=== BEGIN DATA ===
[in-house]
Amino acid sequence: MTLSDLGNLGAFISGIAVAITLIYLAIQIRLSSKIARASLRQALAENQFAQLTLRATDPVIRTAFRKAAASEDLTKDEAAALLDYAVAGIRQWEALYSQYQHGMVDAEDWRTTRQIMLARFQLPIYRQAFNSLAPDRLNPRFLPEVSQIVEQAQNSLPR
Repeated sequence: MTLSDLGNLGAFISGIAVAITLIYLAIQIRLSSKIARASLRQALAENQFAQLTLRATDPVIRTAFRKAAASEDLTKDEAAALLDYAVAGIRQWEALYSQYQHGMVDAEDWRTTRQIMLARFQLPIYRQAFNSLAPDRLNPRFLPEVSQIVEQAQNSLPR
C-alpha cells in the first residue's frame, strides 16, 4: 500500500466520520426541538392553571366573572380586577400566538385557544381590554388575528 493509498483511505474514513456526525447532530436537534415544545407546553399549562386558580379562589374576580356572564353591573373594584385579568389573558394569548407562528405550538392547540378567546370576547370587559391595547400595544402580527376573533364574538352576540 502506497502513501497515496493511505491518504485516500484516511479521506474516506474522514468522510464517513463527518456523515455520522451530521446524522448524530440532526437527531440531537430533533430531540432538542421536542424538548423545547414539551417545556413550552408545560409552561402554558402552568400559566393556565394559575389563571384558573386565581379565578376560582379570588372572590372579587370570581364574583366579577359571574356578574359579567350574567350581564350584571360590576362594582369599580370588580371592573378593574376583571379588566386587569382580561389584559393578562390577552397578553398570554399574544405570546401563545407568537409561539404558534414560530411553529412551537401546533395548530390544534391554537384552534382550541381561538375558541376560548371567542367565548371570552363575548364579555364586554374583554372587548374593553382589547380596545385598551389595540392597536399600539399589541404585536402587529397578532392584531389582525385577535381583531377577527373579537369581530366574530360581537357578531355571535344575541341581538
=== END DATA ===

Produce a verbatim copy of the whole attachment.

[in-house]
Amino acid sequence: MTLSDLGNLGAFISGIAVAITLIYLAIQIRLSSKIARASLRQALAENQFAQLTLRATDPVIRTAFRKAAASEDLTKDEAAALLDYAVAGIRQWEALYSQYQHGMVDAEDWRTTRQIMLARFQLPIYRQAFNSLAPDRLNPRFLPEVSQIVEQAQNSLPR
Repeated sequence: MTLSDLGNLGAFISGIAVAITLIYLAIQIRLSSKIARASLRQALAENQFAQLTLRATDPVIRTAFRKAAASEDLTKDEAAALLDYAVAGIRQWEALYSQYQHGMVDAEDWRTTRQIMLARFQLPIYRQAFNSLAPDRLNPRFLPEVSQIVEQAQNSLPR
C-alpha cells in the first residue's frame, strides 16, 4: 500500500466520520426541538392553571366573572380586577400566538385557544381590554388575528 493509498483511505474514513456526525447532530436537534415544545407546553399549562386558580379562589374576580356572564353591573373594584385579568389573558394569548407562528405550538392547540378567546370576547370587559391595547400595544402580527376573533364574538352576540 502506497502513501497515496493511505491518504485516500484516511479521506474516506474522514468522510464517513463527518456523515455520522451530521446524522448524530440532526437527531440531537430533533430531540432538542421536542424538548423545547414539551417545556413550552408545560409552561402554558402552568400559566393556565394559575389563571384558573386565581379565578376560582379570588372572590372579587370570581364574583366579577359571574356578574359579567350574567350581564350584571360590576362594582369599580370588580371592573378593574376583571379588566386587569382580561389584559393578562390577552397578553398570554399574544405570546401563545407568537409561539404558534414560530411553529412551537401546533395548530390544534391554537384552534382550541381561538375558541376560548371567542367565548371570552363575548364579555364586554374583554372587548374593553382589547380596545385598551389595540392597536399600539399589541404585536402587529397578532392584531389582525385577535381583531377577527373579537369581530366574530360581537357578531355571535344575541341581538